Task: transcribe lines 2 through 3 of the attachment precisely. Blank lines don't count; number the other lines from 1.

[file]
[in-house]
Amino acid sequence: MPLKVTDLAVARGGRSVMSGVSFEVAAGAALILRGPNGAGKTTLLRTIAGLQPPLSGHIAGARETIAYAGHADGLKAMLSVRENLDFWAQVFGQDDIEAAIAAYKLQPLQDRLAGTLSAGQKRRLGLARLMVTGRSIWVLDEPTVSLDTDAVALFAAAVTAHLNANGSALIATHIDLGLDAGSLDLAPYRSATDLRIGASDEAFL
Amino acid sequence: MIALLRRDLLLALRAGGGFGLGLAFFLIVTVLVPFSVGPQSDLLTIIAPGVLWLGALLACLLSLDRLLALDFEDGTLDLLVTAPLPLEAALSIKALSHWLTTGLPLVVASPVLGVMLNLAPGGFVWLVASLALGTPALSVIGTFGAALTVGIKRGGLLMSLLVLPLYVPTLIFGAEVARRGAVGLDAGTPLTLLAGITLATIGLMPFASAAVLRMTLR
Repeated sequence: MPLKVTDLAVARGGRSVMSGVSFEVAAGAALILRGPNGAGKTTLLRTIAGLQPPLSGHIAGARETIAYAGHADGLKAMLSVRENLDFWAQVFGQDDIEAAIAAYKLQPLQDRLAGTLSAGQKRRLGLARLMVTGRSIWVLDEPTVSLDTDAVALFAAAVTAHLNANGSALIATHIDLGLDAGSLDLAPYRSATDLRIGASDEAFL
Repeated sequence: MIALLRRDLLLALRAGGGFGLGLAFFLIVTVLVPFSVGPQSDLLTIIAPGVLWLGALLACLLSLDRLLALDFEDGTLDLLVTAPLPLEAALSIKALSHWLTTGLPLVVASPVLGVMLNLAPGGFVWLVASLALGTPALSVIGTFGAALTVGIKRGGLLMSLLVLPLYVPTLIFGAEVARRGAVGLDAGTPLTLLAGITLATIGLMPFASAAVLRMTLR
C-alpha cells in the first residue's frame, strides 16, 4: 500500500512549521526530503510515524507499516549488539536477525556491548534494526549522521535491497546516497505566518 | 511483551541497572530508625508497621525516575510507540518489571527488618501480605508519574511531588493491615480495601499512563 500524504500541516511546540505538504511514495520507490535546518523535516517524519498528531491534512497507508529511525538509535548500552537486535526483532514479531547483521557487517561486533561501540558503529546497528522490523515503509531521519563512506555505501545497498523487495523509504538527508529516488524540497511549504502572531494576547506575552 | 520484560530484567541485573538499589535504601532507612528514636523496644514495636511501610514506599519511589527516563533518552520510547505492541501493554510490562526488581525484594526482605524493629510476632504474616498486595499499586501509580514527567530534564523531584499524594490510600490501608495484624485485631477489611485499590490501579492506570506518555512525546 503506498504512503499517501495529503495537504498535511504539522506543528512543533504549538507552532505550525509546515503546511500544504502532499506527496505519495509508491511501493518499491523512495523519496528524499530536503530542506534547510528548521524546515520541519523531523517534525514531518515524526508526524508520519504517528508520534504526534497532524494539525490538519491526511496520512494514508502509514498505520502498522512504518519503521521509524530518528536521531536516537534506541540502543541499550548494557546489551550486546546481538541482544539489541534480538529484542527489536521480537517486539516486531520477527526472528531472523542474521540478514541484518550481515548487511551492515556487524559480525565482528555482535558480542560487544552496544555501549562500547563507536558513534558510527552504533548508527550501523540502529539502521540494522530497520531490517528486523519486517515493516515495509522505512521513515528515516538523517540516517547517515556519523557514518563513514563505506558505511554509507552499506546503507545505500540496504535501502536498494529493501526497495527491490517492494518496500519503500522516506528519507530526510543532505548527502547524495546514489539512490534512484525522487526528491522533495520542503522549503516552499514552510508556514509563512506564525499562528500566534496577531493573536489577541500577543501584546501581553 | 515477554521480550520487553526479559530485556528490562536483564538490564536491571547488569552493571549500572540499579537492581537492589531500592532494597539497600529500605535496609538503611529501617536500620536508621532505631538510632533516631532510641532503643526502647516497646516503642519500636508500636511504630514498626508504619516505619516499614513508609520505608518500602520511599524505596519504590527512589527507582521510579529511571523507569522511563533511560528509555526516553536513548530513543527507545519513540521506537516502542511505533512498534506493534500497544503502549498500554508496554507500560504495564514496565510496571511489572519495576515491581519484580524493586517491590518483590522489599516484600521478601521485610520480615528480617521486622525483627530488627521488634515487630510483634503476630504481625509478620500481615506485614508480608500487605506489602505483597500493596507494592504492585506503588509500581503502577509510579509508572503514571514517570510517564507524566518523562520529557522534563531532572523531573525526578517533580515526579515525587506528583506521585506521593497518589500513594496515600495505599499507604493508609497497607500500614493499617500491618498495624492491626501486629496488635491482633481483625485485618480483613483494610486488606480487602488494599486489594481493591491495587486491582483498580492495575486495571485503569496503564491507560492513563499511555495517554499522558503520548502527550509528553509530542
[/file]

Amino acid sequence: MPLKVTDLAVARGGRSVMSGVSFEVAAGAALILRGPNGAGKTTLLRTIAGLQPPLSGHIAGARETIAYAGHADGLKAMLSVRENLDFWAQVFGQDDIEAAIAAYKLQPLQDRLAGTLSAGQKRRLGLARLMVTGRSIWVLDEPTVSLDTDAVALFAAAVTAHLNANGSALIATHIDLGLDAGSLDLAPYRSATDLRIGASDEAFL
Amino acid sequence: MIALLRRDLLLALRAGGGFGLGLAFFLIVTVLVPFSVGPQSDLLTIIAPGVLWLGALLACLLSLDRLLALDFEDGTLDLLVTAPLPLEAALSIKALSHWLTTGLPLVVASPVLGVMLNLAPGGFVWLVASLALGTPALSVIGTFGAALTVGIKRGGLLMSLLVLPLYVPTLIFGAEVARRGAVGLDAGTPLTLLAGITLATIGLMPFASAAVLRMTLR